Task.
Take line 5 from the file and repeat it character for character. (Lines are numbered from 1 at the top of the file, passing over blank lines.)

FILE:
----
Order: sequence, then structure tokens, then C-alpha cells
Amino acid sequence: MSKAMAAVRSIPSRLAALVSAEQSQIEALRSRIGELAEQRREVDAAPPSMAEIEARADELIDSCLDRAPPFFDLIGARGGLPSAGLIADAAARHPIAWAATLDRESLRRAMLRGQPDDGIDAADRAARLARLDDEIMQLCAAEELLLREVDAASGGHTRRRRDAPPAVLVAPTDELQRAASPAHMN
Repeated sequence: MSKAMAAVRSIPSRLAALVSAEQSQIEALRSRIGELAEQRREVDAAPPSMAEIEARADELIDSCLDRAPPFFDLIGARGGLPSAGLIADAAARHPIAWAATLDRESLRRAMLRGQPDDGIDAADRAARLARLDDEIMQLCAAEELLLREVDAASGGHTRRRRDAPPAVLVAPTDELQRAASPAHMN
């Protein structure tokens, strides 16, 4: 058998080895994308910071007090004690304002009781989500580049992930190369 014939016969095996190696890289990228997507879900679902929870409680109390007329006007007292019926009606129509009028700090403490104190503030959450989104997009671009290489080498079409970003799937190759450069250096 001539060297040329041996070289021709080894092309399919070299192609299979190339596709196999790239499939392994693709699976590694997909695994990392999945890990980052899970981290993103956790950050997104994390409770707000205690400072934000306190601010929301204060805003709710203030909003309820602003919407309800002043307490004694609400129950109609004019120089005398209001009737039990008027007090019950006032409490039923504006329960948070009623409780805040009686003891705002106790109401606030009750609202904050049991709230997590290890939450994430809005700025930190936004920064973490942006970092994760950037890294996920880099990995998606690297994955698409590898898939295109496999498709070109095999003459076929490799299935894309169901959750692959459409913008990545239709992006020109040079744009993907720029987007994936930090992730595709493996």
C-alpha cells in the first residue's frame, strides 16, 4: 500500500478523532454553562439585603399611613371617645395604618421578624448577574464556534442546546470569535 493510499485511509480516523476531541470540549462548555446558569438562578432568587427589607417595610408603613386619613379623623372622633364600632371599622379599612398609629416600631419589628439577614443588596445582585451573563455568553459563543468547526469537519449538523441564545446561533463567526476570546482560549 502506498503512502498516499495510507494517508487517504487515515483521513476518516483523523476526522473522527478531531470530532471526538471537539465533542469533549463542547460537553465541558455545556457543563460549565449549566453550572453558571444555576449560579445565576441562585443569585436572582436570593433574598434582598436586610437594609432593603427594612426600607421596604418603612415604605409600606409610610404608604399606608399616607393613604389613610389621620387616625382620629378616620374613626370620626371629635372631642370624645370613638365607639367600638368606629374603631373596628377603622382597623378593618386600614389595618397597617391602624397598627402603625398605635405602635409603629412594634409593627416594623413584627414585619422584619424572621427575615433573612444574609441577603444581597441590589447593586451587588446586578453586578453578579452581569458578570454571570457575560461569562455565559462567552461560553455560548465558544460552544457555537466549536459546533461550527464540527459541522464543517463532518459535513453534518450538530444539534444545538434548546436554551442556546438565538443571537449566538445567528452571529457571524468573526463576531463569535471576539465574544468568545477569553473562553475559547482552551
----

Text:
C-alpha cells in the first residue's frame, strides 16, 4: 500500500478523532454553562439585603399611613371617645395604618421578624448577574464556534442546546470569535 493510499485511509480516523476531541470540549462548555446558569438562578432568587427589607417595610408603613386619613379623623372622633364600632371599622379599612398609629416600631419589628439577614443588596445582585451573563455568553459563543468547526469537519449538523441564545446561533463567526476570546482560549 502506498503512502498516499495510507494517508487517504487515515483521513476518516483523523476526522473522527478531531470530532471526538471537539465533542469533549463542547460537553465541558455545556457543563460549565449549566453550572453558571444555576449560579445565576441562585443569585436572582436570593433574598434582598436586610437594609432593603427594612426600607421596604418603612415604605409600606409610610404608604399606608399616607393613604389613610389621620387616625382620629378616620374613626370620626371629635372631642370624645370613638365607639367600638368606629374603631373596628377603622382597623378593618386600614389595618397597617391602624397598627402603625398605635405602635409603629412594634409593627416594623413584627414585619422584619424572621427575615433573612444574609441577603444581597441590589447593586451587588446586578453586578453578579452581569458578570454571570457575560461569562455565559462567552461560553455560548465558544460552544457555537466549536459546533461550527464540527459541522464543517463532518459535513453534518450538530444539534444545538434548546436554551442556546438565538443571537449566538445567528452571529457571524468573526463576531463569535471576539465574544468568545477569553473562553475559547482552551